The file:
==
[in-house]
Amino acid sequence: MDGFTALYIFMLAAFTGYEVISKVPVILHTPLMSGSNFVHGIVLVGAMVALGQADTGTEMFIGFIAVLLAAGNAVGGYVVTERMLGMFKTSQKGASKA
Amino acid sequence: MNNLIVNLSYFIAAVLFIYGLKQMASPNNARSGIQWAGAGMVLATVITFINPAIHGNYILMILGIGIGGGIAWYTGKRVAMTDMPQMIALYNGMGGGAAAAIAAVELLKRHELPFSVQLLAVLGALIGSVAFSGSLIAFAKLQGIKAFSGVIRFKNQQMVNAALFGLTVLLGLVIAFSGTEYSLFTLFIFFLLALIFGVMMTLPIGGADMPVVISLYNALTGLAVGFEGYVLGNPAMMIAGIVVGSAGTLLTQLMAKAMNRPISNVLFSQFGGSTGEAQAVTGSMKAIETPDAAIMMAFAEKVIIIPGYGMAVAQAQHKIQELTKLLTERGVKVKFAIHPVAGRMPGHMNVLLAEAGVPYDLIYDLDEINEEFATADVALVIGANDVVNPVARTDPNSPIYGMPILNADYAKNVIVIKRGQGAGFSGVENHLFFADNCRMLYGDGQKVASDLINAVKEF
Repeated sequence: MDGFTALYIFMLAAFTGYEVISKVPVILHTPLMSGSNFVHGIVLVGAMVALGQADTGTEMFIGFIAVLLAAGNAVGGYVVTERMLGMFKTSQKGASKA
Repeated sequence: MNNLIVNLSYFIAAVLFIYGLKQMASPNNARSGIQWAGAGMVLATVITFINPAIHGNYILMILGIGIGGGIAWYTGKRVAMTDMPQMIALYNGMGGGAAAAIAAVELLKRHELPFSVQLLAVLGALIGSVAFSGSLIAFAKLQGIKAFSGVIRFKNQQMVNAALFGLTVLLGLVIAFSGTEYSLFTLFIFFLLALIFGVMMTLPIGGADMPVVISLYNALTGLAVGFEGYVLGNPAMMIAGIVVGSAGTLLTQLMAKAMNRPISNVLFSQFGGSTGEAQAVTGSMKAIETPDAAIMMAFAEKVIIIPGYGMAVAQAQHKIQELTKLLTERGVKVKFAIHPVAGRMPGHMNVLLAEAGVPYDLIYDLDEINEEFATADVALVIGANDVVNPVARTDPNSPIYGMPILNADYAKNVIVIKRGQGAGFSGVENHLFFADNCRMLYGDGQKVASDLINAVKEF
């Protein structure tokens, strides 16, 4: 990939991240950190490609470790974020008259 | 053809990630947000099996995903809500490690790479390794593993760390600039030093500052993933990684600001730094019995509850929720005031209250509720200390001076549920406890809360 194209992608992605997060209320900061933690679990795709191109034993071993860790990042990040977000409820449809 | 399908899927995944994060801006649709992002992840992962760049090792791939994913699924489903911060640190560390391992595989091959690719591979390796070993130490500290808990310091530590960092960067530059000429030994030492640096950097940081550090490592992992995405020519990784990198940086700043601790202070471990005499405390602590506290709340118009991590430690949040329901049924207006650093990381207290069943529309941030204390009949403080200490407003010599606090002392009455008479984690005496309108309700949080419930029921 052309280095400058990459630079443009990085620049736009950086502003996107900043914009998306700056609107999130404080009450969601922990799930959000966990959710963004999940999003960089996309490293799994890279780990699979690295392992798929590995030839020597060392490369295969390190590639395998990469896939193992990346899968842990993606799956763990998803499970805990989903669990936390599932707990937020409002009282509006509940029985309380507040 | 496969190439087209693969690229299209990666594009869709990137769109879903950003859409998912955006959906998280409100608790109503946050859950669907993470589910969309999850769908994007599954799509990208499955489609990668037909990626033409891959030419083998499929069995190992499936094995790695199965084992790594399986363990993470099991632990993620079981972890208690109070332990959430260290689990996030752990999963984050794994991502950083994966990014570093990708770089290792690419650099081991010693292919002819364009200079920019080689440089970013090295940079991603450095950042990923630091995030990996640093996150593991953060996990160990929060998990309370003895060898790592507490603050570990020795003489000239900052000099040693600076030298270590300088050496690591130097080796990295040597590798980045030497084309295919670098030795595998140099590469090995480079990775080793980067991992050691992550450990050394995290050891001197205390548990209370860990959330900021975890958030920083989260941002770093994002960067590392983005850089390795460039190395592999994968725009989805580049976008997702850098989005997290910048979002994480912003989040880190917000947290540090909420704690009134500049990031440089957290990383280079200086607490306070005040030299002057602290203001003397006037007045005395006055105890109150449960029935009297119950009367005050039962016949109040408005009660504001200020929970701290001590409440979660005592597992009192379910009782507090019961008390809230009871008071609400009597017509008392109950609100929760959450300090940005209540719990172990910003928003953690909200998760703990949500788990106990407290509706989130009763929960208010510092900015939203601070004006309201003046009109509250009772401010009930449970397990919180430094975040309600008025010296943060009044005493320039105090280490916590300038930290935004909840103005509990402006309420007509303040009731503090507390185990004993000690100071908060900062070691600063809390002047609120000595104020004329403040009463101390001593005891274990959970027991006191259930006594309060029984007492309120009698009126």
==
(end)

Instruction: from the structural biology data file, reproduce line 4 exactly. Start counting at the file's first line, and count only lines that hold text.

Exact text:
Repeated sequence: MDGFTALYIFMLAAFTGYEVISKVPVILHTPLMSGSNFVHGIVLVGAMVALGQADTGTEMFIGFIAVLLAAGNAVGGYVVTERMLGMFKTSQKGASKA